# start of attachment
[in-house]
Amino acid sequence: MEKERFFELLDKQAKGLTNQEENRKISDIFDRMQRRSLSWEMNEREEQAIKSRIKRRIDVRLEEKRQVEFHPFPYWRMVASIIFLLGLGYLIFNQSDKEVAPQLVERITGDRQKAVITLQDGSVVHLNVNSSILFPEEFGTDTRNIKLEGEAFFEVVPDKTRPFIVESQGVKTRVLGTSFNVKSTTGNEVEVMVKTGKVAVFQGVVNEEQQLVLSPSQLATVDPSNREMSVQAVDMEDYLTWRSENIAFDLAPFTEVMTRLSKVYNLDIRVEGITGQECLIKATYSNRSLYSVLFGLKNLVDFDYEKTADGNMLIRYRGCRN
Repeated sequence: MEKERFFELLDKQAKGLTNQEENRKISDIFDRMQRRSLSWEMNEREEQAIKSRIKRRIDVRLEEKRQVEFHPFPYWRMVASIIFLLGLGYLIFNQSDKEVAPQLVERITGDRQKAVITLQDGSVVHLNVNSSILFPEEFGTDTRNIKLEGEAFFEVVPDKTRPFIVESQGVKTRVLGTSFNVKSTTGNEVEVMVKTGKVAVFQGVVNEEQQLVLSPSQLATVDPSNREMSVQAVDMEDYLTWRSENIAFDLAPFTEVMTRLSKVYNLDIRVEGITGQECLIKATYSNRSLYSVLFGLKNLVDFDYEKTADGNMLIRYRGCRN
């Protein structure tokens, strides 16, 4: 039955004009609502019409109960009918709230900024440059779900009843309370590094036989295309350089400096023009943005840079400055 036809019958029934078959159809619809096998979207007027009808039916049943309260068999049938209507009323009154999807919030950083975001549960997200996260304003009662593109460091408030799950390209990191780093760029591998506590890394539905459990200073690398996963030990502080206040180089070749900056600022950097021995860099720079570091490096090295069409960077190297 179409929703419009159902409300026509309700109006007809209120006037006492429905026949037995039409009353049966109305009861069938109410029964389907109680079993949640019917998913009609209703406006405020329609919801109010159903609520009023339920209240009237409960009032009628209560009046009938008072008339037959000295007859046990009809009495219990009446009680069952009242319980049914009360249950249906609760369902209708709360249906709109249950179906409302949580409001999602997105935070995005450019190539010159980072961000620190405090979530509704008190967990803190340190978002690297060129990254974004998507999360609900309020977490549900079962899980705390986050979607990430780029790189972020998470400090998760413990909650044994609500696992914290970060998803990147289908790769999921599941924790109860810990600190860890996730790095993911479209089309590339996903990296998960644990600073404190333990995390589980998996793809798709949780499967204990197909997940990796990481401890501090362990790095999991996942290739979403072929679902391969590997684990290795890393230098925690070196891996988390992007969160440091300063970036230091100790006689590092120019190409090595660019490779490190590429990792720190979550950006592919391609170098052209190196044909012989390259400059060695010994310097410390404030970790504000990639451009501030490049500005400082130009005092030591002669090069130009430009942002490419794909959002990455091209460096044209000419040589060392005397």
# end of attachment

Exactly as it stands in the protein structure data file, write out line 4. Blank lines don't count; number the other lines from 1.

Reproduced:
């Protein structure tokens, strides 16, 4: 039955004009609502019409109960009918709230900024440059779900009843309370590094036989295309350089400096023009943005840079400055 036809019958029934078959159809619809096998979207007027009808039916049943309260068999049938209507009323009154999807919030950083975001549960997200996260304003009662593109460091408030799950390209990191780093760029591998506590890394539905459990200073690398996963030990502080206040180089070749900056600022950097021995860099720079570091490096090295069409960077190297 179409929703419009159902409300026509309700109006007809209120006037006492429905026949037995039409009353049966109305009861069938109410029964389907109680079993949640019917998913009609209703406006405020329609919801109010159903609520009023339920209240009237409960009032009628209560009046009938008072008339037959000295007859046990009809009495219990009446009680069952009242319980049914009360249950249906609760369902209708709360249906709109249950179906409302949580409001999602997105935070995005450019190539010159980072961000620190405090979530509704008190967990803190340190978002690297060129990254974004998507999360609900309020977490549900079962899980705390986050979607990430780029790189972020998470400090998760413990909650044994609500696992914290970060998803990147289908790769999921599941924790109860810990600190860890996730790095993911479209089309590339996903990296998960644990600073404190333990995390589980998996793809798709949780499967204990197909997940990796990481401890501090362990790095999991996942290739979403072929679902391969590997684990290795890393230098925690070196891996988390992007969160440091300063970036230091100790006689590092120019190409090595660019490779490190590429990792720190979550950006592919391609170098052209190196044909012989390259400059060695010994310097410390404030970790504000990639451009501030490049500005400082130009005092030591002669090069130009430009942002490419794909959002990455091209460096044209000419040589060392005397």